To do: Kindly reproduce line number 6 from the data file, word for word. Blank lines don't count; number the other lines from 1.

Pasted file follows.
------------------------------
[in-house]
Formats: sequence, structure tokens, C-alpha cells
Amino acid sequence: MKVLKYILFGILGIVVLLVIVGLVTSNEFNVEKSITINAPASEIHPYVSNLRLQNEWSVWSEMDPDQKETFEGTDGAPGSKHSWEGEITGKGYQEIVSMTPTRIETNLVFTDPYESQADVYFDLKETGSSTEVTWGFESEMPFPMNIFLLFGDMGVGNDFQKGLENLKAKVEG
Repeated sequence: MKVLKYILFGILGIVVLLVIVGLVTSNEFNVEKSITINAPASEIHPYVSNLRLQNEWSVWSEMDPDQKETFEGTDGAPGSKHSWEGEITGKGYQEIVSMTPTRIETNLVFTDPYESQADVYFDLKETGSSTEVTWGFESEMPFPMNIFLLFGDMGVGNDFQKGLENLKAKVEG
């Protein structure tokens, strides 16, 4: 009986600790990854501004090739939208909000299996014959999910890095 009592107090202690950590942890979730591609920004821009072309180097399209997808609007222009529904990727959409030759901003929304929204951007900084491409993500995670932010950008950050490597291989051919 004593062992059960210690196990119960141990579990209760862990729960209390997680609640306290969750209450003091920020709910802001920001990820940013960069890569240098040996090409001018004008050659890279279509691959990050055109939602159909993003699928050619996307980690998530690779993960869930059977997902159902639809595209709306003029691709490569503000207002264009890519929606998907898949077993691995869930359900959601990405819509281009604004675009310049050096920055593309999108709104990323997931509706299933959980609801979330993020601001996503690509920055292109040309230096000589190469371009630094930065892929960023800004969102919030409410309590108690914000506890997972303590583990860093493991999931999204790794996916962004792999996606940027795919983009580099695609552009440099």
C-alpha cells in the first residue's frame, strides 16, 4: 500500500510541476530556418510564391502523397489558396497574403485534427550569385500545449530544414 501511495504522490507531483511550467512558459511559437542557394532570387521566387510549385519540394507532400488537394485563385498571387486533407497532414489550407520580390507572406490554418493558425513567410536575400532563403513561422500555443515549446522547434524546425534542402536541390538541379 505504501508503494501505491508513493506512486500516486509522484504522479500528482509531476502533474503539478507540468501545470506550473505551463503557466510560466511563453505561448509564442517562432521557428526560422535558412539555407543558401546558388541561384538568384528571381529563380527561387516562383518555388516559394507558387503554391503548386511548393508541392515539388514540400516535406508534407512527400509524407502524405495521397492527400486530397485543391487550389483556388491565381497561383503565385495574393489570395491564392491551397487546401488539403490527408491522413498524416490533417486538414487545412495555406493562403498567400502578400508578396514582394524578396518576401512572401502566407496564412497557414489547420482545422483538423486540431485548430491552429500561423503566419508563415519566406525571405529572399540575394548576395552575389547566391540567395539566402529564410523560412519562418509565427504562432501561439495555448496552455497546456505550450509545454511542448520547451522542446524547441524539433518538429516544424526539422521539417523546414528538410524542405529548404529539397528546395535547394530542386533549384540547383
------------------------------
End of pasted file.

C-alpha cells in the first residue's frame, strides 16, 4: 500500500510541476530556418510564391502523397489558396497574403485534427550569385500545449530544414 501511495504522490507531483511550467512558459511559437542557394532570387521566387510549385519540394507532400488537394485563385498571387486533407497532414489550407520580390507572406490554418493558425513567410536575400532563403513561422500555443515549446522547434524546425534542402536541390538541379 505504501508503494501505491508513493506512486500516486509522484504522479500528482509531476502533474503539478507540468501545470506550473505551463503557466510560466511563453505561448509564442517562432521557428526560422535558412539555407543558401546558388541561384538568384528571381529563380527561387516562383518555388516559394507558387503554391503548386511548393508541392515539388514540400516535406508534407512527400509524407502524405495521397492527400486530397485543391487550389483556388491565381497561383503565385495574393489570395491564392491551397487546401488539403490527408491522413498524416490533417486538414487545412495555406493562403498567400502578400508578396514582394524578396518576401512572401502566407496564412497557414489547420482545422483538423486540431485548430491552429500561423503566419508563415519566406525571405529572399540575394548576395552575389547566391540567395539566402529564410523560412519562418509565427504562432501561439495555448496552455497546456505550450509545454511542448520547451522542446524547441524539433518538429516544424526539422521539417523546414528538410524542405529548404529539397528546395535547394530542386533549384540547383